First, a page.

Caesar's Column eBook

Ignatius Donnelly
This eBook from the Gutenberg Project consists of approximately 355 pages of information about Caesar's Column.

Most of them have listened respectfully; a few have tried to answer me; some have mocked me.  But it is as if one came where grouped convicts stood, long imprisoned, who heard—­with knives in their hands—­the thunderous blows of their friends as they battered down the doors of their prison-house, and he should beg them not to go forth, lest they should do harm to society!  They will out, though the heavens and the earth came together!  One might as well whisper to Niagara to cease falling, or counsel the resistless cyclone, in its gyrating and terrible advance, to have a care of the rose-bushes.



When we returned home, on Sunday evening, Max found the receptacle in the wall which communicated with the pneumatic-tube system standing open.  In it he found a long communication in cipher.  He read a few lines with a startled look and then said: 

“Here is important news, Gabriel.  It is written in one of the ciphers of the Brotherhood, which I will translate to you.  The number is that of Rudolph—­the number it is addressed to is my own.  We know each other in the Brotherhood, not by our names, but by the numbers given us when we became members.  Listen: 

“From number 28,263 M 2, to No. 160,053 P 4.  Dated this 7:9, from the house of the condemned, No. 826 B.”

“That,” said Maximilian, “means the Prince Cabano.”  He continued to read: 

“Startling events have occurred since I saw you.  The former favorite mistress of 826 B, who was displaced by Frederika, is a French girl, Celestine d’Aublay.  She resented her downfall bitterly, and she hates Frederika with the characteristic vehemence of her race.  She learned from the talk of the servants that a new victim—­Estella—­had been brought into the house, a girl of great beauty; and that Frederika was trying to prevent 826 B from seeing her.  A sudden thought took possession of her mind; she would overthrow Frederika just as she herself had been overthrown.  Yesterday, Saturday afternoon, she watched for 826 B in the hallways and chambers.  The snuffling old wretch has a fashion of prying around in all parts of the house, under the fear that he is being robbed by the servants; and it was not long until Celestine encountered him.  She threw herself in his way.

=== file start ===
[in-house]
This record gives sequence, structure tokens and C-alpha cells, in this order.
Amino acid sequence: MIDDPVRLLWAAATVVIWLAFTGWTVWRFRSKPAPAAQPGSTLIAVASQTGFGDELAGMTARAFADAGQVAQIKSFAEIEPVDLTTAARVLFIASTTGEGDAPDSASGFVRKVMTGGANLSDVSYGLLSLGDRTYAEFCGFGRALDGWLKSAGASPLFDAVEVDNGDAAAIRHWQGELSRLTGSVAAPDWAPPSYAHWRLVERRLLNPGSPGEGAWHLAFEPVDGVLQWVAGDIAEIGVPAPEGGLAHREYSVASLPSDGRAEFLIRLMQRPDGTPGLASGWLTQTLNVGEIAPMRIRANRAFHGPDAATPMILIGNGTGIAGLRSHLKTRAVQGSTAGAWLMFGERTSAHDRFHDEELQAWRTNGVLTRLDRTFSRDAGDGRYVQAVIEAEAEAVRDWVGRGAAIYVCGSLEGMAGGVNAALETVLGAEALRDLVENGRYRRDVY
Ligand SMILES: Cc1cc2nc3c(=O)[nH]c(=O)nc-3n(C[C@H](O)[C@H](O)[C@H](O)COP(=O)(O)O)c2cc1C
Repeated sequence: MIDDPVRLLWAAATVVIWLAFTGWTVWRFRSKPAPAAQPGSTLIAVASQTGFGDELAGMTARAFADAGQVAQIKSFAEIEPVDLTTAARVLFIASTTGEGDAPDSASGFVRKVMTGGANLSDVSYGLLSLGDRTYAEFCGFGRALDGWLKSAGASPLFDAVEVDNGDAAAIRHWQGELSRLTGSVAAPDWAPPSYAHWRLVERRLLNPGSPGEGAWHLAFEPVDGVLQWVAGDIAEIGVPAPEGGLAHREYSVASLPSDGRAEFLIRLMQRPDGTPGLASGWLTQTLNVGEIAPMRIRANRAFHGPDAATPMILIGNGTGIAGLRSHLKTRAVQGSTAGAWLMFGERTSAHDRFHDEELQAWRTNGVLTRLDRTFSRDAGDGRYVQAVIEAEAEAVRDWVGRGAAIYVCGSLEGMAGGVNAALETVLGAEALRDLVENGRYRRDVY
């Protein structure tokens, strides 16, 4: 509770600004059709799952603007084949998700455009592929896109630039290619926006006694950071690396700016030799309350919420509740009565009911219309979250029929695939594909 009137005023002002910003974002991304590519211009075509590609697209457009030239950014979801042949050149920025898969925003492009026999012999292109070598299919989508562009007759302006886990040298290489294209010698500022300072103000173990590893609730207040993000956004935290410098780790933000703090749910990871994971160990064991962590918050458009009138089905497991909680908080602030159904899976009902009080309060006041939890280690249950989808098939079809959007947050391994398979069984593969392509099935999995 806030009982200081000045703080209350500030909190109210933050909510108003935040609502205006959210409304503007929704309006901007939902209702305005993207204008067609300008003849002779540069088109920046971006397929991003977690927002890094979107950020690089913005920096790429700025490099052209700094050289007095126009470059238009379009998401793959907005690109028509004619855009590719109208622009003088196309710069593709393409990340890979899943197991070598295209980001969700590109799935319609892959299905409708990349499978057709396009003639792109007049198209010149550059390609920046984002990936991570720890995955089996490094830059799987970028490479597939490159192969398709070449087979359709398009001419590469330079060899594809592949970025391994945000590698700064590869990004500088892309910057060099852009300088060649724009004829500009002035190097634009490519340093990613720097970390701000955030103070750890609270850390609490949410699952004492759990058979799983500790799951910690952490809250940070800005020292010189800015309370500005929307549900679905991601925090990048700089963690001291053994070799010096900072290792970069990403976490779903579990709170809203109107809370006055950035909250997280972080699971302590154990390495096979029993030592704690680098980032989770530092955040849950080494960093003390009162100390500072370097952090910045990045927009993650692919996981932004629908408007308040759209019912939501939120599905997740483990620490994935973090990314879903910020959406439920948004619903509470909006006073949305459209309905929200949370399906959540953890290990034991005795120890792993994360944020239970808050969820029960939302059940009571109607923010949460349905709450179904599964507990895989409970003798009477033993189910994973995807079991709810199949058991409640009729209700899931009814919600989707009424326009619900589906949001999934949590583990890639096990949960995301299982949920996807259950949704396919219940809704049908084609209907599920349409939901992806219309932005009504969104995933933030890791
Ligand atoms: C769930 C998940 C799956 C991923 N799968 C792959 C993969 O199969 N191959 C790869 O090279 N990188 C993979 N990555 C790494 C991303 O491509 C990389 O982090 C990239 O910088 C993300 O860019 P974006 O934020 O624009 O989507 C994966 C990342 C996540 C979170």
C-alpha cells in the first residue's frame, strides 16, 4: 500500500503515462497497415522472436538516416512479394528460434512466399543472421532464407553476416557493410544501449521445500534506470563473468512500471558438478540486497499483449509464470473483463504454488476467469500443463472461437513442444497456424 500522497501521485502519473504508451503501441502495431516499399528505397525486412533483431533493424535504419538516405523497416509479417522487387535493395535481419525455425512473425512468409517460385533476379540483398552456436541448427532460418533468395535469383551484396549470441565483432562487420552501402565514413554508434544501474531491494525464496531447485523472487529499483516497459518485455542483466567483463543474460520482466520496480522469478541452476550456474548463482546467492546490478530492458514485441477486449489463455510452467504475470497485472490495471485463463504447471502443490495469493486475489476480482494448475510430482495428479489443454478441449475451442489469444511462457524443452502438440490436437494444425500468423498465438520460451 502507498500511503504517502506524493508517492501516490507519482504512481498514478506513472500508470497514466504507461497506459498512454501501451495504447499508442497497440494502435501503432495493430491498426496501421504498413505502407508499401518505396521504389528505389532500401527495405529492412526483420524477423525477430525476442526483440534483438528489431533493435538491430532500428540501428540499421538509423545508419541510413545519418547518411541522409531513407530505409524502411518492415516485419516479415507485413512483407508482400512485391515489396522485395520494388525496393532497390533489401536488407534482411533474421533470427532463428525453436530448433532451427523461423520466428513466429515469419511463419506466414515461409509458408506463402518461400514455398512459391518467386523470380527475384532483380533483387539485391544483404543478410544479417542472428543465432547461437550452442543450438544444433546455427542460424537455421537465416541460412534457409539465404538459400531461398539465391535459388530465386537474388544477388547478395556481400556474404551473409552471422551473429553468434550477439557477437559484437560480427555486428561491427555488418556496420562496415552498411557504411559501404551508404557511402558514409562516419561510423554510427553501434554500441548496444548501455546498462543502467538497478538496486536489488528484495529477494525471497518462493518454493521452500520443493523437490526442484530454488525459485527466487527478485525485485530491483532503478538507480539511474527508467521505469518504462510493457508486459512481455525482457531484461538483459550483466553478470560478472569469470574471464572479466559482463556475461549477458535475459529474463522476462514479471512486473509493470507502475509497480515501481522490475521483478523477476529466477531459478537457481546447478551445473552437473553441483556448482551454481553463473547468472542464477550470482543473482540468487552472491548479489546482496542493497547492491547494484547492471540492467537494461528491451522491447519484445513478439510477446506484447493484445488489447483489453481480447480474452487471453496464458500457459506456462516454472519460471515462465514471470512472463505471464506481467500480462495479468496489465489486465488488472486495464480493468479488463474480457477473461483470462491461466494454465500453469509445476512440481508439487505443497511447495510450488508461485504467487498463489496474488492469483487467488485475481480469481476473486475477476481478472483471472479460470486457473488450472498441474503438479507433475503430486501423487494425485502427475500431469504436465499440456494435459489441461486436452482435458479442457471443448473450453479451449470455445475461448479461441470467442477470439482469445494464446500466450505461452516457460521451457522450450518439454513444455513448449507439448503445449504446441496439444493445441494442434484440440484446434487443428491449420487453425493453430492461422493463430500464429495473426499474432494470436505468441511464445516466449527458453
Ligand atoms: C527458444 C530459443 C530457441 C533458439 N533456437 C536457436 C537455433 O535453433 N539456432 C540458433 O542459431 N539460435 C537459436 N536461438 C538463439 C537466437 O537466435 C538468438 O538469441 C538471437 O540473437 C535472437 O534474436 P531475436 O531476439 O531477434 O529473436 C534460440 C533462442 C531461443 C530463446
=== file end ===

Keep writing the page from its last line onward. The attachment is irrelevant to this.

“‘Well, little one,’ he said, chucking her under the chin, ’how have you been?  I have not seen your pretty face for a long time.’

“‘Indeed,’ said she, ’you care very little now for my pretty face, or that of any one else, since you have your new toy, Estella.’

“‘Estella!’ he repeated, ‘who is Estella?’

“‘Come, come,’ she said laughing; ’that will not do!  Master Rudolph brings into the house a young girl of ravishing beauty, and weeks afterwards you ask me who she is!  I am not to be deceived that way.  I know you too well.’

“‘But really,’ he replied, ’I have not seen her.  This is the first I have ever heard of her.  Who is she?’

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Caesar's Column from Project Gutenberg. Public domain.
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